He didn’t have to search for long, however, as he soon found himself outside the city’s school of drama, advertising for janitorial assistance in return for room and board. With nothing else to do, Giovanni readily accepted, settling into an old loft overlooking the backstreets of Florence. The work was tedious, to say the least, but Giovanni was past caring; dreams and passions were but a shadow of the past, and the small fire which had started growing within the bubbly nine-year-old was now reduced to mere embers. But embers too, have the power to warm, and it was this last link with his past self that forced him to sit through the evening rehearsals, every day after work. He rarely left the school with his colleagues, and quickly gained the reputation of a recluse, a tall and stooped boy spending his free hours in the back of an auditorium, staring in rapture at the stage.

The actors themselves were not particularly impressive, investing heart and soul in their playing purely in the hopes that some passing patron would take a liking to them, commissioning important work on a grandiose stage. They would inadvertently cast glances at the audience every now and then, scouring the meagre crowd for a well-known face. In the cases where they did indeed chance upon some nobility, the corners of their lips would upturn, and they would return to their playing with renewed vigour.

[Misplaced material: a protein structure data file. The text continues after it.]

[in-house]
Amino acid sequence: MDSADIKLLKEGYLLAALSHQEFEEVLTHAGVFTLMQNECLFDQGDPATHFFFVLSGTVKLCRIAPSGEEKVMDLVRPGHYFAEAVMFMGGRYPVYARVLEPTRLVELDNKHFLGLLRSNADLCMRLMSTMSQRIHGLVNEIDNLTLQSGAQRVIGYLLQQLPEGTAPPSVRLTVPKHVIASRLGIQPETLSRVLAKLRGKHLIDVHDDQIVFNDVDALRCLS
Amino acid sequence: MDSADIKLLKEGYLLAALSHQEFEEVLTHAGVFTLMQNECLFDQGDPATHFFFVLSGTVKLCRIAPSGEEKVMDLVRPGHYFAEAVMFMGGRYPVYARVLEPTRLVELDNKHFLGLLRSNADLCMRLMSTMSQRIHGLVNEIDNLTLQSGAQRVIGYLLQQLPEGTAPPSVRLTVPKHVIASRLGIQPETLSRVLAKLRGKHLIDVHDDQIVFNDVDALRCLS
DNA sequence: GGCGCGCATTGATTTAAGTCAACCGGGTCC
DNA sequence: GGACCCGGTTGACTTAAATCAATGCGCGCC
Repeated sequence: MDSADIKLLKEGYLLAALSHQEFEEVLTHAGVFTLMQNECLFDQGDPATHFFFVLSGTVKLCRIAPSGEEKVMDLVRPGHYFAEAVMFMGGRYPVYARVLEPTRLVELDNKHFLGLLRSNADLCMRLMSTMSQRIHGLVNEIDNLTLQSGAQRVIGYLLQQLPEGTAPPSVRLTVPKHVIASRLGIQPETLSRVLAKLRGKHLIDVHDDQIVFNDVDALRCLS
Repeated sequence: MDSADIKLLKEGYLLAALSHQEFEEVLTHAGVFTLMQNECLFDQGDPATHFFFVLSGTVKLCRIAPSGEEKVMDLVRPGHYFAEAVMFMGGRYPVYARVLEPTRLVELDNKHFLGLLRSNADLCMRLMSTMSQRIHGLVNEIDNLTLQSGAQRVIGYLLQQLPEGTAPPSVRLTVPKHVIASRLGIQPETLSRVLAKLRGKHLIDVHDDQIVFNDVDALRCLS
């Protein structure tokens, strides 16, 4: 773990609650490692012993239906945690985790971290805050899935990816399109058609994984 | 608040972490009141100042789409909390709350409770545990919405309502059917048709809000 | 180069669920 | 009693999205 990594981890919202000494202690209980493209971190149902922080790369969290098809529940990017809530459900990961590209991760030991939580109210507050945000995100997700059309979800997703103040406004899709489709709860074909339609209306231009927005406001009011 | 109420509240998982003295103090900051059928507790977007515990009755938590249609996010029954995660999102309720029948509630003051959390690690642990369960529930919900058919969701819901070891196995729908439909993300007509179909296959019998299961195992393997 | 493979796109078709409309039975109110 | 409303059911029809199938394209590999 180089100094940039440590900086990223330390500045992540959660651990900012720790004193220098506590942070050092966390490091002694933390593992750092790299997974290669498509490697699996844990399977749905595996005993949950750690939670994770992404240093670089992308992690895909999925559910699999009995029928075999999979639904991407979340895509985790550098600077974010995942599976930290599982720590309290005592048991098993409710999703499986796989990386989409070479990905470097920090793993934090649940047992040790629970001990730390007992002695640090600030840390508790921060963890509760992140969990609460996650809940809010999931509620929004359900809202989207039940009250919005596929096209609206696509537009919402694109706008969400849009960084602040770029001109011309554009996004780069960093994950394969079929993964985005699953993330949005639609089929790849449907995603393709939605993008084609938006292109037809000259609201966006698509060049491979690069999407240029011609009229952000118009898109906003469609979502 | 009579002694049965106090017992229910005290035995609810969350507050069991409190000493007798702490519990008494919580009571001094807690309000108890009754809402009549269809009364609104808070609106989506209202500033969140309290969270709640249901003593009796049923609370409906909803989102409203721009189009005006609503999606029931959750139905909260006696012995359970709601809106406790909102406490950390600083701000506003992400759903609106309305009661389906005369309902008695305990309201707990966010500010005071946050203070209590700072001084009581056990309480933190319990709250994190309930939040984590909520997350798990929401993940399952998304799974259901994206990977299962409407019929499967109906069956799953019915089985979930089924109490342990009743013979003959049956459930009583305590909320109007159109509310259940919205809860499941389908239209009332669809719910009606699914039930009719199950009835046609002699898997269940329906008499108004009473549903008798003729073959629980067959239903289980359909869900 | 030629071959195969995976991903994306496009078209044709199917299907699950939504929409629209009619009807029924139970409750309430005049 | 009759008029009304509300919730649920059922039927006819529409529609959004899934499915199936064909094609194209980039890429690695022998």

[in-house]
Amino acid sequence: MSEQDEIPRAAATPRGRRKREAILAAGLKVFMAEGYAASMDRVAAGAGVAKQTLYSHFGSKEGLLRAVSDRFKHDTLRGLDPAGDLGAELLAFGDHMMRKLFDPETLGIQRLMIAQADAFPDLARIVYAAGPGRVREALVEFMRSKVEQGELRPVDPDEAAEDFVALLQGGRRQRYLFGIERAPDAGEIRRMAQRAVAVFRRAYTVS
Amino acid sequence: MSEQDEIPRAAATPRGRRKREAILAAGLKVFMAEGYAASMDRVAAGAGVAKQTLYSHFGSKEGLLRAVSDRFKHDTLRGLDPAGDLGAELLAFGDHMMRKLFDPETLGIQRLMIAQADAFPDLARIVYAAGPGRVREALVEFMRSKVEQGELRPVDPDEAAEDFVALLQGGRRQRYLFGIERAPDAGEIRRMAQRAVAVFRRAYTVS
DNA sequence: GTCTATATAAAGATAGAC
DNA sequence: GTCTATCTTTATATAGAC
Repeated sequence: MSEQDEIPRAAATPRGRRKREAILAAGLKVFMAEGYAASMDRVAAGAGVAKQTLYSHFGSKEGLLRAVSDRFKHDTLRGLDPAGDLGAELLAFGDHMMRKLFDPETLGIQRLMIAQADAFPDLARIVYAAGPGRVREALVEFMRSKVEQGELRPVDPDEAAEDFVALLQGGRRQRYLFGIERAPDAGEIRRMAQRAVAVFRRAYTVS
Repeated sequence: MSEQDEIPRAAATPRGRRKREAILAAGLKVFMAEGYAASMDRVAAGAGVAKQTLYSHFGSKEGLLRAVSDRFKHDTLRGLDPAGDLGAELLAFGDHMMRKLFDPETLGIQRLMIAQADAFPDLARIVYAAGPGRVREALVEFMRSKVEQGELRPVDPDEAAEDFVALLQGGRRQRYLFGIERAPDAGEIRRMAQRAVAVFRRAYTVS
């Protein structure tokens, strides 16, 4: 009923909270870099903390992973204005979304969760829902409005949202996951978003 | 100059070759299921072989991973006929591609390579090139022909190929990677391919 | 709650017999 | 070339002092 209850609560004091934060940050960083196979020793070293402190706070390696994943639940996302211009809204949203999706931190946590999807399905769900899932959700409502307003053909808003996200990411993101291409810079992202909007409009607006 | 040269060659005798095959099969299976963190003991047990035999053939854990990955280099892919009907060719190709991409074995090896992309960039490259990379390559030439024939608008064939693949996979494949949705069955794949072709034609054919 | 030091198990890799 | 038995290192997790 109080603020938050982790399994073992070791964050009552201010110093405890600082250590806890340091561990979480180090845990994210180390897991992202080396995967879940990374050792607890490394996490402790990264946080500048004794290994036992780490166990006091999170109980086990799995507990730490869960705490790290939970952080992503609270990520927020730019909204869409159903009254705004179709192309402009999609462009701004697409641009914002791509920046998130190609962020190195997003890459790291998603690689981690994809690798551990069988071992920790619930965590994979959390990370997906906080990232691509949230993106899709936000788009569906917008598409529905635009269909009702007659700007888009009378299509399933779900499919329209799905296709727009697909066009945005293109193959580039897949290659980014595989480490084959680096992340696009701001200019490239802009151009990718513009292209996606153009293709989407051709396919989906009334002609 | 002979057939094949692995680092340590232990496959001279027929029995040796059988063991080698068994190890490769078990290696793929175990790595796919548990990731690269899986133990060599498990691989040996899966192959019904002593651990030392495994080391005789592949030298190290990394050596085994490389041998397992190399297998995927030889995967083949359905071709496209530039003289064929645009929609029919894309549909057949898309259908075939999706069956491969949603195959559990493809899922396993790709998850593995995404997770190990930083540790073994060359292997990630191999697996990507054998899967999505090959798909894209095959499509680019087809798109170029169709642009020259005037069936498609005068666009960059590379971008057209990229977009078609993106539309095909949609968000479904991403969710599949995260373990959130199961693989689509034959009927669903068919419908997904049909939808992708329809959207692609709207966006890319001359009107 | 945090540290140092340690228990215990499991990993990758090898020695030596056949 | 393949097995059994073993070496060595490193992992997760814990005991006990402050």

Giovanni would wait this out in patience, joining halfheartedly in the applause when the day’s work was over. It was this moment that he had been waiting for. Now that the curtains were drawn, and the auditorium empty, reality could finally settle in. He would sit alone in the darkness, letting his eyes adjust to the edge of the stage, protruding below the curtain. As he sat there, alone in the dark, scenes and images would flash before his eyes, materialising on the stage. Remnants of long lost days. He would see Lucia once more, racing ahead of him on the beaches, and feel his father’s arms, throwing him high up in the air. And he would hear his mother’s whisper, urging him to go play. His mind itself was clear throughout, and it was only when he tried to focus on some particular image, to reach out and hold Lucia’s arm, that the spell would be broken, and darkness emerge once more.